Understanding the food industry tricks for healthy eating
One of the common stories we hear from people new to the Habits of Health is how frustrated they have felt in the past with portion control. They had tried to eat healthier, but counting calories and picking the right foods was overwhelming. The advice they heard from one source contradicted the advice they heard from another, and then they would discover that a food that sounded healthy was actually loaded with added sugar.
Unfortunately, the food industry uses slick marketing and clever positioning to get us to eat more so that we buy more. That’s why fast food salads often have more calories than the cheeseburgers on the same menu, and that’s why a single bag of chips will contain several “servings” to make the calorie count look smaller when it actually isn’t.
Tips to help you control how much you eat
When food manufacturers are deliberately misleading, how do we control how much we eat? Here are some tips:
- Follow the Habits of Health. If you open your copy of Dr. A’s Habits of Health, you will find several chapters on how to calculate your fueling needs as well as recommendations for serving sizes that you can estimate visually (if you know how big a deck of cards is, you can select the correct portion sizes). Your health coach can help you with this process as well.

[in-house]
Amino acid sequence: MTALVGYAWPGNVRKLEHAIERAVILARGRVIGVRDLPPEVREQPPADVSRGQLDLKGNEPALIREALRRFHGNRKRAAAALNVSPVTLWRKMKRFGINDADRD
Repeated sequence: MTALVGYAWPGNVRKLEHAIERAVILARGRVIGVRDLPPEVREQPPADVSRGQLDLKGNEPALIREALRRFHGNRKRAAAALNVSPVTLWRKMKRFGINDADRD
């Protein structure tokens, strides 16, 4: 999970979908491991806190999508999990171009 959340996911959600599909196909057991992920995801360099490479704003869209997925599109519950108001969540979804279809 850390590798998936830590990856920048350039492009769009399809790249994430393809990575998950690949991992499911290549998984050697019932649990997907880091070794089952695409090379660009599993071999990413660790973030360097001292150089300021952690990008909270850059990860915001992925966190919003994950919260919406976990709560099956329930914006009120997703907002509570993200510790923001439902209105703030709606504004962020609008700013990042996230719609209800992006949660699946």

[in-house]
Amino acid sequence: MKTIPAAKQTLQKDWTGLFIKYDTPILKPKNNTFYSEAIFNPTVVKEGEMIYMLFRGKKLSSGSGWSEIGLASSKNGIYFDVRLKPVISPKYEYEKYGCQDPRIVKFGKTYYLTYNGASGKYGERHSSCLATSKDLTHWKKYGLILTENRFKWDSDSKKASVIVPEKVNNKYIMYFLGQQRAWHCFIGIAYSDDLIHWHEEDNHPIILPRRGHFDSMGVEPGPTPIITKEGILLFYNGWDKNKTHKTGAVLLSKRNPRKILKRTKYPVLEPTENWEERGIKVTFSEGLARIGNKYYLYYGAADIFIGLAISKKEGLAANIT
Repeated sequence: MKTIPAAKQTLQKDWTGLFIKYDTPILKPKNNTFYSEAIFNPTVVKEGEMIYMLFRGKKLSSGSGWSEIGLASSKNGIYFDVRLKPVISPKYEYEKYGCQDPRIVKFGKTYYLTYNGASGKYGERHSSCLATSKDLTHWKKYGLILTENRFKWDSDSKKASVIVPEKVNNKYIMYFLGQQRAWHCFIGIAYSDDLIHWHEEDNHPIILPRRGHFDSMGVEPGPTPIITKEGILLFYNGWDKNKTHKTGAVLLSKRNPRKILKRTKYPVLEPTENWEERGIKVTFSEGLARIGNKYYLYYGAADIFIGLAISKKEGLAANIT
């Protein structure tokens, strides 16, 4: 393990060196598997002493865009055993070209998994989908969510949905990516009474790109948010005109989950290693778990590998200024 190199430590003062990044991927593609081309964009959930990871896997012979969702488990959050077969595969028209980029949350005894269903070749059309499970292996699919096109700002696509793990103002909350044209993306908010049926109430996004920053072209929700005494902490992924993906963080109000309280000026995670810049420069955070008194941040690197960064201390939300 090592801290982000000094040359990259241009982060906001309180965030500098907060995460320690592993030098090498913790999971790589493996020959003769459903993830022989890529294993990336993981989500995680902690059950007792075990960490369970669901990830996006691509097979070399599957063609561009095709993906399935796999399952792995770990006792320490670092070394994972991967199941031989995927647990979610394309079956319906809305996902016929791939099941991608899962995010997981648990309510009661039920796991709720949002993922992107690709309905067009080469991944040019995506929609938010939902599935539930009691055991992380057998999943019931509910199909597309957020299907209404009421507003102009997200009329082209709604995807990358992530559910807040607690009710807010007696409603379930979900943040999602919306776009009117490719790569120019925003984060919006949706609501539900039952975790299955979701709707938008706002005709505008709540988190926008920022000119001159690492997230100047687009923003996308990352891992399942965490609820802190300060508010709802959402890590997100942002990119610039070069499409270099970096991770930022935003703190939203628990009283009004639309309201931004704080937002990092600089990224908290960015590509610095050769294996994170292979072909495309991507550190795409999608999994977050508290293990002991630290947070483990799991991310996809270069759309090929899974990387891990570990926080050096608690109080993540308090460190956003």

- Use smaller plates. Not only should we avoid eating right out of the packaging, we should use dinnerware that limits our portions because we have a psychological tendency to eat everything in front of us, regardless of whether we really need to or not. Instead of using the huge 12-inch plates, use 9-inch plates so that you don’t over-serve yourself.
- Don’t eat in the kitchen. When we eat in proximity to other food, we will often end up reaching for extra bites or second helpings. When you plate your food, put everything away and go eat in the dining room.
- Turn the lights up. Restaurants use dim lighting in part because of how it affects our eating habits. We are more likely to overeat in low light, so you should have lots of light in your dining area. Use brighter bulbs. Open the curtains.
- Drink more water. Dehydration can make cravings more intense and more frequent. When you drink your eight glasses of water a day, you will likely find that your appetite is less aggressive, making it easier to mind your portions.
Portion control does not have to be a herculean effort. With a few simple adjustments and a lot of support from a positive community, you can make these choices an automatic part of your new lifestyle.